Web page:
Published: 15 November 2017 at 10:00
New research could explain why some people are more charitable than others
Altruistic people are said to be “kind hearted” – and new research published in the journal Scientific Reports shows that generous people really are more in touch with their own hearts.
The study, carried out at Anglia Ruskin University and Stockholm University, is the first to find a possible physiological reason why some people are more charitable than others.
Participants were asked to take part in a computer-based game that involved repeated choices to share sums of money between themselves and another participant that they hadn’t met.
Their choices affected how much real money they and the other participant received at the end of the study. The game has similarities to real-life charitable giving, in which recipients are not personally known to donors.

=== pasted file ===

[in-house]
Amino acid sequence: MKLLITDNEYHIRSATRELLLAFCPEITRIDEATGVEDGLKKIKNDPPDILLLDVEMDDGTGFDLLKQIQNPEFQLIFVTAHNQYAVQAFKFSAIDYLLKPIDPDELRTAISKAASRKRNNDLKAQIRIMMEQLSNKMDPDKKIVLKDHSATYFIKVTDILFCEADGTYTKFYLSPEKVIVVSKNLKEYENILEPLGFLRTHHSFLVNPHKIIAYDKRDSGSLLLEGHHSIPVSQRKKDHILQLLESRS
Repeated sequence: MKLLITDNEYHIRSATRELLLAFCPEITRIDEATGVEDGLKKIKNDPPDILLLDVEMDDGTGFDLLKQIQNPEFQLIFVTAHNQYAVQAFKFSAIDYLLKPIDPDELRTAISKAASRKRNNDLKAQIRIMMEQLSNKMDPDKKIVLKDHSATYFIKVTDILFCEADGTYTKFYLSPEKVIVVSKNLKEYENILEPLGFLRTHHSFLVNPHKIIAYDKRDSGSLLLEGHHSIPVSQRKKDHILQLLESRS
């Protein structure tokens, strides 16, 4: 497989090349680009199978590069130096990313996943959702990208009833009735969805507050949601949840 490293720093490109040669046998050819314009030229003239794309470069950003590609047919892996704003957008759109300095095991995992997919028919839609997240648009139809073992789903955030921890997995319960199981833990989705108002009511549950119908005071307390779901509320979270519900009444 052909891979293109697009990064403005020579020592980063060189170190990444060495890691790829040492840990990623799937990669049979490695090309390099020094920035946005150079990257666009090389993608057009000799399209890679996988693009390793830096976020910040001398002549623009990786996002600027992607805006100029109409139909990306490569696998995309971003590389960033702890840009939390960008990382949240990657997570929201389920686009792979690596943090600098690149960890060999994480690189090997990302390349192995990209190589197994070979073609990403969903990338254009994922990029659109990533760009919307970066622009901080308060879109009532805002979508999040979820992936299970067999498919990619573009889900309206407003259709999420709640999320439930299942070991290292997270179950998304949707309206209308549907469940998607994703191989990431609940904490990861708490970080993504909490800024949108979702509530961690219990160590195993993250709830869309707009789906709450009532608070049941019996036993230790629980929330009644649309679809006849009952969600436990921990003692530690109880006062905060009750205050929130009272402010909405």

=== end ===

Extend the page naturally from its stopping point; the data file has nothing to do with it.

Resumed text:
They also took part in a heartbeat detection task, which involved having their own heartbeat (ECG) recorded. The participants then listened, without feeling their pulse, to a series of sounds that were either in time or out of time with their heartbeats.
Those who were better at judging if the sounds were in time or not were better at detecting their internal body states. Performance on this task varied markedly between individuals.
The study found that participants’ monetary generosity directly increases with their ability to detect their own heartbeat – those who were on average 10% better at detecting their heartbeat gave away an additional £5 to the other participants.
Dr Richard Piech, Senior Lecturer in Psychology at Anglia Ruskin University and co-author of the study, said:
Co-author Dr Jane Aspell, Senior Lecturer in Psychology at Anglia Ruskin University, added: